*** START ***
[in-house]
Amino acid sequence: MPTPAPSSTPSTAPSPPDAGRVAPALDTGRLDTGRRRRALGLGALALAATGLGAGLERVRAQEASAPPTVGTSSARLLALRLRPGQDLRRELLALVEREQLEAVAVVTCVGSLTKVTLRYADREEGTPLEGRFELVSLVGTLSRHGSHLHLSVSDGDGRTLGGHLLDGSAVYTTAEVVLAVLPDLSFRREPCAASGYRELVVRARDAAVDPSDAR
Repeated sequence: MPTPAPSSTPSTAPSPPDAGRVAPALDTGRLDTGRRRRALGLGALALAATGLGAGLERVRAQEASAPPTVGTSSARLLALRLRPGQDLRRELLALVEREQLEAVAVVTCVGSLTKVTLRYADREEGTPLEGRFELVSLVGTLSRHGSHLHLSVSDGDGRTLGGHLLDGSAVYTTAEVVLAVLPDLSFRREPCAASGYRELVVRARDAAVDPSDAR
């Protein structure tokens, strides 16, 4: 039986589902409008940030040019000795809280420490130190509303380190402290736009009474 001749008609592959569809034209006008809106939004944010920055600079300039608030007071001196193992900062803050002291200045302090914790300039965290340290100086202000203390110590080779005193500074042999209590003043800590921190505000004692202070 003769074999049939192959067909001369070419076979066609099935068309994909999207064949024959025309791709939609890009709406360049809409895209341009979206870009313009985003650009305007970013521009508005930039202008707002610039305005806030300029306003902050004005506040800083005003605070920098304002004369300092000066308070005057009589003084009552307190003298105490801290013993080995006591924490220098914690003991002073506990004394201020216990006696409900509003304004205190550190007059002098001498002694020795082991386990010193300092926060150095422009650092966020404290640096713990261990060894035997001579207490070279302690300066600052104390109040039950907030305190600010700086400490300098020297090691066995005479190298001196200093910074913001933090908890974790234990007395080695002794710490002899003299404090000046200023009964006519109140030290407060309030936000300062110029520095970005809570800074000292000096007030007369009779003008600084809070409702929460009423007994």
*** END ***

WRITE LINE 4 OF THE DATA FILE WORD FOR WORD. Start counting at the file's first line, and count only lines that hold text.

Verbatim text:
């Protein structure tokens, strides 16, 4: 039986589902409008940030040019000795809280420490130190509303380190402290736009009474 001749008609592959569809034209006008809106939004944010920055600079300039608030007071001196193992900062803050002291200045302090914790300039965290340290100086202000203390110590080779005193500074042999209590003043800590921190505000004692202070 003769074999049939192959067909001369070419076979066609099935068309994909999207064949024959025309791709939609890009709406360049809409895209341009979206870009313009985003650009305007970013521009508005930039202008707002610039305005806030300029306003902050004005506040800083005003605070920098304002004369300092000066308070005057009589003084009552307190003298105490801290013993080995006591924490220098914690003991002073506990004394201020216990006696409900509003304004205190550190007059002098001498002694020795082991386990010193300092926060150095422009650092966020404290640096713990261990060894035997001579207490070279302690300066600052104390109040039950907030305190600010700086400490300098020297090691066995005479190298001196200093910074913001933090908890974790234990007395080695002794710490002899003299404090000046200023009964006519109140030290407060309030936000300062110029520095970005809570800074000292000096007030007369009779003008600084809070409702929460009423007994």